Failure of tax fraud detection system worse than estimated

The Internal Revenue Service paid out more than $318 million in improper tax refunds this year, millions more than the tax agency had previously estimated, according to an audit report.

The IRS tried to field a new Web-based version of its decade-old digital tool for detecting fraudulent tax refund claims by January 2006, without keeping the original version in place. But when contractor Computer Sciences Corp. failed for the second time in two years to deliver the updated system, the IRS was left without an automatic electronic tool for catching people who claim improper refunds.

The failure came to public light during a Senate Finance Committee hearing on July 13. At the time, the IRS said that other detection measures captured only 34 percent of fraudulent claims for refunds compared to same period in 2005, resulting in a $200 million to $300 million government loss.

A report released Friday by the Treasury Department's inspector general for tax administration pegs the amount of improper refunds at $318.3 million. In 2005, the system detected $412 million worth of false refunds.

The report faults IRS management for treating the update as a steady state project rather than a development effort requiring closer scrutiny. The tax agency paid $20.5 million in development costs from 2002 until April 19 for the system, primarily to Computer Sciences Corp. The company did not meet its first deadline in 2005, but the IRS believed the contractor's assurances that the system would be ready in January 2006. As a result, the agency did not develop a contingency plan in case the new system did not function.

CSC continues to be the project's lead contractor. A company spokesman referred calls to the IRS.

Currently the IRS is working with CSC to restore its old system, officially called the Electronic Fraud Detection System, by January 2007. No determination has been made on whether to proceed with the Web update, according to the IRS.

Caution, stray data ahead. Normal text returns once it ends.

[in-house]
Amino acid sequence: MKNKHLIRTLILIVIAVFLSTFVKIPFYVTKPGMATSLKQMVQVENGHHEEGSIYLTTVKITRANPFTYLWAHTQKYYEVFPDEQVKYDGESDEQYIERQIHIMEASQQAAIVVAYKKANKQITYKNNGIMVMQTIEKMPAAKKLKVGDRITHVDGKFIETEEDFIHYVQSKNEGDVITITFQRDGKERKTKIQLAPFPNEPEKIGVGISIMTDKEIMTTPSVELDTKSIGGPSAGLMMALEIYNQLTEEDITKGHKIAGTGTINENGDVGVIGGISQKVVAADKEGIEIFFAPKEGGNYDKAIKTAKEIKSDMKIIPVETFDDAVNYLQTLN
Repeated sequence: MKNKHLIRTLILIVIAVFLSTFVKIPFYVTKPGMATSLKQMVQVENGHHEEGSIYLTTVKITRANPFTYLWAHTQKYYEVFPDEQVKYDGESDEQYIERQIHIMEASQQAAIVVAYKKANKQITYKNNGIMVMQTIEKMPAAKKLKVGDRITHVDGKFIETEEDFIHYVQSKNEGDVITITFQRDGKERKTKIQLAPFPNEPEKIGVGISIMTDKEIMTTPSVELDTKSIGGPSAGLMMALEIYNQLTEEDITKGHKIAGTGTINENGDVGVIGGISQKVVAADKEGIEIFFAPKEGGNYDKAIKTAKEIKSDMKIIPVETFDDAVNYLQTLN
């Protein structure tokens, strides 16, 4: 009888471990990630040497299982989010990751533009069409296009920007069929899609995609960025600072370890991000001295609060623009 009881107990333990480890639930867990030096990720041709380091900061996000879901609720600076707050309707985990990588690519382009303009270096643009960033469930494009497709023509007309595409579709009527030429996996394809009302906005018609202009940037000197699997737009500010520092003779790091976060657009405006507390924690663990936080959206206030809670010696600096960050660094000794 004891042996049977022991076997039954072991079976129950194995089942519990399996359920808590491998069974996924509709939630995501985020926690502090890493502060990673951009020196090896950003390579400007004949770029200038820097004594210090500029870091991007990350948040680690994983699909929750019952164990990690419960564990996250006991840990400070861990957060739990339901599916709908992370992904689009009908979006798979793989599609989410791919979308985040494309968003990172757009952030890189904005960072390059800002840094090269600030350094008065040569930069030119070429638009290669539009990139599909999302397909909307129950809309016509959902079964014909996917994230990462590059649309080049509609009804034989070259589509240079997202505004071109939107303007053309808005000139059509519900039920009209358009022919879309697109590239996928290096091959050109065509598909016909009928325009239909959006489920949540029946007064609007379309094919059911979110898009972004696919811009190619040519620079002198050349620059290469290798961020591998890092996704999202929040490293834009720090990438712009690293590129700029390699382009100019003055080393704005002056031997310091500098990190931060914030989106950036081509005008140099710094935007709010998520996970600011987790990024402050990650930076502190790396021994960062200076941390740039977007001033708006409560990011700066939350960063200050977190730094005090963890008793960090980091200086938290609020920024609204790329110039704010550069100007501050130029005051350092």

The tax agency also is renegotiating its cost-reimbursement contract with the company. The IRS says it is legally obligated to pay all CSC invoices, including $459,718 that CSC billed in 2005 for additional work in restoring the old system when it failed to deliver the Web-based version for the first time. The tax agency says it hopes to introduce some performance measures into the contract, and says that any possible future contracts for a Web-based version would be performance-based.

The IRS has become a champion of performance-based contracting, especially in its historically troubled tax systems modernization effort. Although CSC is also the prime contractor for that ongoing $10 billion project, the two projects have been managed separately. The original EFDS contract, in fact, was awarded to DynCorp, which CSC acquired in 2003. The turnover rate among contractor employees was high as a result, the audit report noted. Numerous changes within the executive ranks at the IRS also contributed to the project's instability, the auditors said.

The audit report is the first of three that will examine potential tax fraud committed as a result of the failed system and cybersecurity issues. Auditors initiated the report following an Aug. 3 letter sent by House Ways and Means Committee Chairman Rep. Bill Thomas, R-Calif., to Treasury Secretary Henry Paulson. In the letter, Thomas chastised IRS officials for neglecting "to dedicate sufficient resources, expertise and oversight" to the project.

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